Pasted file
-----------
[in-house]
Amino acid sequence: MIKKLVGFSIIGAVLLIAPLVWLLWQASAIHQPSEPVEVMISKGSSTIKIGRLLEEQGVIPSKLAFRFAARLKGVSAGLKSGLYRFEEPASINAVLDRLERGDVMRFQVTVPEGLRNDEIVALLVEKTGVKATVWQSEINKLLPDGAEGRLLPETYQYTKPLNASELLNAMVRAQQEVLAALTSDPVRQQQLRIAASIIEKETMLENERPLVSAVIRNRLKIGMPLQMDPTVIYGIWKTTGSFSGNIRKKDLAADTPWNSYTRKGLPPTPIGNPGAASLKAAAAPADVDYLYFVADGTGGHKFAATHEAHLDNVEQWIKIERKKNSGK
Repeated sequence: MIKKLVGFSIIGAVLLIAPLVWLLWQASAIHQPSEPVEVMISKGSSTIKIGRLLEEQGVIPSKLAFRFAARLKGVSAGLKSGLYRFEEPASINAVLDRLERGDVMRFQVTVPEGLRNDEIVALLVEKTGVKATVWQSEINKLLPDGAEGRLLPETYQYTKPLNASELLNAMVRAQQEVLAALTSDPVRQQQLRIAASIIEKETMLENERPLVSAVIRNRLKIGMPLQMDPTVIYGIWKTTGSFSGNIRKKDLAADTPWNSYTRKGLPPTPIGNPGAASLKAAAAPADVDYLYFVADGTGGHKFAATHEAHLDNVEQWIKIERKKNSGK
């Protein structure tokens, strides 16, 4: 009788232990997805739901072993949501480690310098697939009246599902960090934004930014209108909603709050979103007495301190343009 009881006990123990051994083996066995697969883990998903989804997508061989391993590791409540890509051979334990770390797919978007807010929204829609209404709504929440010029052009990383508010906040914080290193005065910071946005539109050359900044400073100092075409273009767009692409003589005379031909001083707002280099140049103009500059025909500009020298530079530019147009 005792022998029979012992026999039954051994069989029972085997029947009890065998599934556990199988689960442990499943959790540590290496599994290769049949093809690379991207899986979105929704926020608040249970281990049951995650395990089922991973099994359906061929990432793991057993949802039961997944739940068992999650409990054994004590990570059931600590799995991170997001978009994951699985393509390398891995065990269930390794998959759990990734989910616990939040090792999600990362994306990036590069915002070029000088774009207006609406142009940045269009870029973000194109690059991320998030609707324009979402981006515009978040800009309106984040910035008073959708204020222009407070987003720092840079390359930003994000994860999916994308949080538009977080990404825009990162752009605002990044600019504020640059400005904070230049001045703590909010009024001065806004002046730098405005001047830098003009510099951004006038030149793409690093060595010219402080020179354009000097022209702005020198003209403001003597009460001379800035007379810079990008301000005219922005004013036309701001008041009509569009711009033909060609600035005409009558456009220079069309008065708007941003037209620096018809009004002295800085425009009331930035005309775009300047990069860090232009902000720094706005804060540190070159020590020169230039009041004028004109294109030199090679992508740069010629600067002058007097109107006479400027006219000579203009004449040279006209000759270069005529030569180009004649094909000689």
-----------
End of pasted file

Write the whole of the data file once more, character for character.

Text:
[in-house]
Amino acid sequence: MIKKLVGFSIIGAVLLIAPLVWLLWQASAIHQPSEPVEVMISKGSSTIKIGRLLEEQGVIPSKLAFRFAARLKGVSAGLKSGLYRFEEPASINAVLDRLERGDVMRFQVTVPEGLRNDEIVALLVEKTGVKATVWQSEINKLLPDGAEGRLLPETYQYTKPLNASELLNAMVRAQQEVLAALTSDPVRQQQLRIAASIIEKETMLENERPLVSAVIRNRLKIGMPLQMDPTVIYGIWKTTGSFSGNIRKKDLAADTPWNSYTRKGLPPTPIGNPGAASLKAAAAPADVDYLYFVADGTGGHKFAATHEAHLDNVEQWIKIERKKNSGK
Repeated sequence: MIKKLVGFSIIGAVLLIAPLVWLLWQASAIHQPSEPVEVMISKGSSTIKIGRLLEEQGVIPSKLAFRFAARLKGVSAGLKSGLYRFEEPASINAVLDRLERGDVMRFQVTVPEGLRNDEIVALLVEKTGVKATVWQSEINKLLPDGAEGRLLPETYQYTKPLNASELLNAMVRAQQEVLAALTSDPVRQQQLRIAASIIEKETMLENERPLVSAVIRNRLKIGMPLQMDPTVIYGIWKTTGSFSGNIRKKDLAADTPWNSYTRKGLPPTPIGNPGAASLKAAAAPADVDYLYFVADGTGGHKFAATHEAHLDNVEQWIKIERKKNSGK
């Protein structure tokens, strides 16, 4: 009788232990997805739901072993949501480690310098697939009246599902960090934004930014209108909603709050979103007495301190343009 009881006990123990051994083996066995697969883990998903989804997508061989391993590791409540890509051979334990770390797919978007807010929204829609209404709504929440010029052009990383508010906040914080290193005065910071946005539109050359900044400073100092075409273009767009692409003589005379031909001083707002280099140049103009500059025909500009020298530079530019147009 005792022998029979012992026999039954051994069989029972085997029947009890065998599934556990199988689960442990499943959790540590290496599994290769049949093809690379991207899986979105929704926020608040249970281990049951995650395990089922991973099994359906061929990432793991057993949802039961997944739940068992999650409990054994004590990570059931600590799995991170997001978009994951699985393509390398891995065990269930390794998959759990990734989910616990939040090792999600990362994306990036590069915002070029000088774009207006609406142009940045269009870029973000194109690059991320998030609707324009979402981006515009978040800009309106984040910035008073959708204020222009407070987003720092840079390359930003994000994860999916994308949080538009977080990404825009990162752009605002990044600019504020640059400005904070230049001045703590909010009024001065806004002046730098405005001047830098003009510099951004006038030149793409690093060595010219402080020179354009000097022209702005020198003209403001003597009460001379800035007379810079990008301000005219922005004013036309701001008041009509569009711009033909060609600035005409009558456009220079069309008065708007941003037209620096018809009004002295800085425009009331930035005309775009300047990069860090232009902000720094706005804060540190070159020590020169230039009041004028004109294109030199090679992508740069010629600067002058007097109107006479400027006219000579203009004449040279006209000759270069005529030569180009004649094909000689």